This version is based on the latest Conversations XMPP chat app and has an added usability feature for initial setup. On the screen where you are first asked to enter your account details there is now a QR code button. If you have your onion JID as a QRcode, as it exists in Freedombone on the members screen, then you can scan it with your phone camera and the address and hostname fields are then populated automatically. This saves any fiddling around switching between apps, or trying to type long random addresses manually. The only thing you then need to do is enter the account password.

Top of the screen showing QR code button

Dark Messenger is a version of Conversations restricted to using onion address based XMPP accounts. This makes opsec snafus much harder to commit, and always ensures that the metadata is protected from passive surveillance. "Just say no" to letter agency spooks and other random interweb flotsam. No Certificate Authorities are involved in the running of this app.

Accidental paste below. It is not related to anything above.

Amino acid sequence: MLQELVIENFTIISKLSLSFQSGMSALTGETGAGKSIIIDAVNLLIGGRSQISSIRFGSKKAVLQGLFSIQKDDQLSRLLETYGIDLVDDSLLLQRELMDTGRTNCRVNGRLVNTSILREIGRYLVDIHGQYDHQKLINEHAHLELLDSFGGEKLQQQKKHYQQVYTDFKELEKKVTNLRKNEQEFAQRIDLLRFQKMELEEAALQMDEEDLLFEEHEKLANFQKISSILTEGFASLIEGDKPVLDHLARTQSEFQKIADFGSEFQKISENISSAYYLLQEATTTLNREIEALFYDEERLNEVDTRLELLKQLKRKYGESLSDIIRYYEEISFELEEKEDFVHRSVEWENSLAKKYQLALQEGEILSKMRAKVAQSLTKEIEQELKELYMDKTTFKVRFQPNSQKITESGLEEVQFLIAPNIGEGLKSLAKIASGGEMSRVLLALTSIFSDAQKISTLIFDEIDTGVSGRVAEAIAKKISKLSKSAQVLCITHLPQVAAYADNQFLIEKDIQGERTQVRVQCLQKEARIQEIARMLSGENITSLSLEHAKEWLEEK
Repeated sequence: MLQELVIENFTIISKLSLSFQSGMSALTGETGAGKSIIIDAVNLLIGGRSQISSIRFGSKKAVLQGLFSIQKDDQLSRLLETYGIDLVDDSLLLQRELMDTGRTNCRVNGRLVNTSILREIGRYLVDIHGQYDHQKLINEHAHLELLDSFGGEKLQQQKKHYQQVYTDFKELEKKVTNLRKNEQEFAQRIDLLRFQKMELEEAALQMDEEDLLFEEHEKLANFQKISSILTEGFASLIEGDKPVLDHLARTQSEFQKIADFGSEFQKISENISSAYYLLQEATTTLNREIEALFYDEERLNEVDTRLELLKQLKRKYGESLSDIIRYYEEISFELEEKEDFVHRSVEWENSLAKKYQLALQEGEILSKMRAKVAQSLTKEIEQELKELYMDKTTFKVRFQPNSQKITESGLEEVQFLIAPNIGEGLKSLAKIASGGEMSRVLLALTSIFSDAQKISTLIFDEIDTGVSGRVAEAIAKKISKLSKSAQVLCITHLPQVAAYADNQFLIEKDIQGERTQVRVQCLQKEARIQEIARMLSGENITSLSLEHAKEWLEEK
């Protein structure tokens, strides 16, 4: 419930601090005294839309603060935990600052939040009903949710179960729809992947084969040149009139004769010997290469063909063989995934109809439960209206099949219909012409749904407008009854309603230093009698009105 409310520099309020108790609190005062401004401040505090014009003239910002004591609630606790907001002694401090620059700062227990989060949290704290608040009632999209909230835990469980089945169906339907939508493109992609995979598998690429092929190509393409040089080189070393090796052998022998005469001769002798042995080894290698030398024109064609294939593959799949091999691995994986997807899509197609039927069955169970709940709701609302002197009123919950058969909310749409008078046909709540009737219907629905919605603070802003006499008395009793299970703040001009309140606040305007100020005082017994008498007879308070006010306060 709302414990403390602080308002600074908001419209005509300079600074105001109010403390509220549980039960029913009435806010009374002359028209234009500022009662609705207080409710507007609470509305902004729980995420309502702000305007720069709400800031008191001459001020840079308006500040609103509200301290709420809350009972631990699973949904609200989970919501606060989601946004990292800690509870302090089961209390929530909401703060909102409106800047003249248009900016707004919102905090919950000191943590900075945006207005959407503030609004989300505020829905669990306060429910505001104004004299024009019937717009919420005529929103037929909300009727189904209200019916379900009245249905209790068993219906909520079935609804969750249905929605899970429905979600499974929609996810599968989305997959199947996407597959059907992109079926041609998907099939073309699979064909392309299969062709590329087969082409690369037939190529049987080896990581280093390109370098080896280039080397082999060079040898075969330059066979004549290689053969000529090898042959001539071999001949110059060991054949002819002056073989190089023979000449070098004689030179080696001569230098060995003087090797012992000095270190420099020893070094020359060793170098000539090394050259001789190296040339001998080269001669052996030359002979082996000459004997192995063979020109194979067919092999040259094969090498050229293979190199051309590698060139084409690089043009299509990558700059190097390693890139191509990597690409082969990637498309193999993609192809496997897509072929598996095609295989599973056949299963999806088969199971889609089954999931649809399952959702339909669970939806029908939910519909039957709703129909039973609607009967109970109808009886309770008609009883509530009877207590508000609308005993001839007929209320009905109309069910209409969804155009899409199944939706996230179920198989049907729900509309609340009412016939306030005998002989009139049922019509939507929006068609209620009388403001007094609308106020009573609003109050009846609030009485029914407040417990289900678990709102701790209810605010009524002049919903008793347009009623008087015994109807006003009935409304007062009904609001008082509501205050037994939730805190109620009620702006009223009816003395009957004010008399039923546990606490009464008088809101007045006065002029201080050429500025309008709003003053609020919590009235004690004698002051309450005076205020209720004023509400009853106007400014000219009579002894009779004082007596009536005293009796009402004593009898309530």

Dark Messenger will not get rid of the nubs.
Dark Messenger will not make you look five pounds thinner.
And it's available in no app store anywhere.

But you can download it from here.

Fediverse debrief

I'm going to take time out from the fediverse for a while. It's not that I've been "cancelled", although the level of hostility recently has been exceeding my personal comfort zone and becoming comparable to Twitter.

A critical design problem of this type of system based upon the ActivityPub protocol seems to be that there isn't any granular control over who you associate with or on what terms. It means that adversaries have unlimited potential to reply on your posts or send menacing DMs. Of course it's easily possible to block them, but the sheer volume of this problem recently means that it becomes like a cat and mouse game, or a game of whack-a-mole.

So it's time for me to step back and think about whether ActivityPub is useful as a method of public communications, and whether I ought to be recommending systems in which the user doesn't have much control over who they associate with other than follow or block. Maintaining an increasingly large blocklist and the amount of research which that requires seems unrealistic.

As an analogy from the past, I abandoned trying to support blog comments for similar reasons. The amount of spam became too much to manage, and automated methods such as CAPTCHAs or cryptic questions failed to prevent it.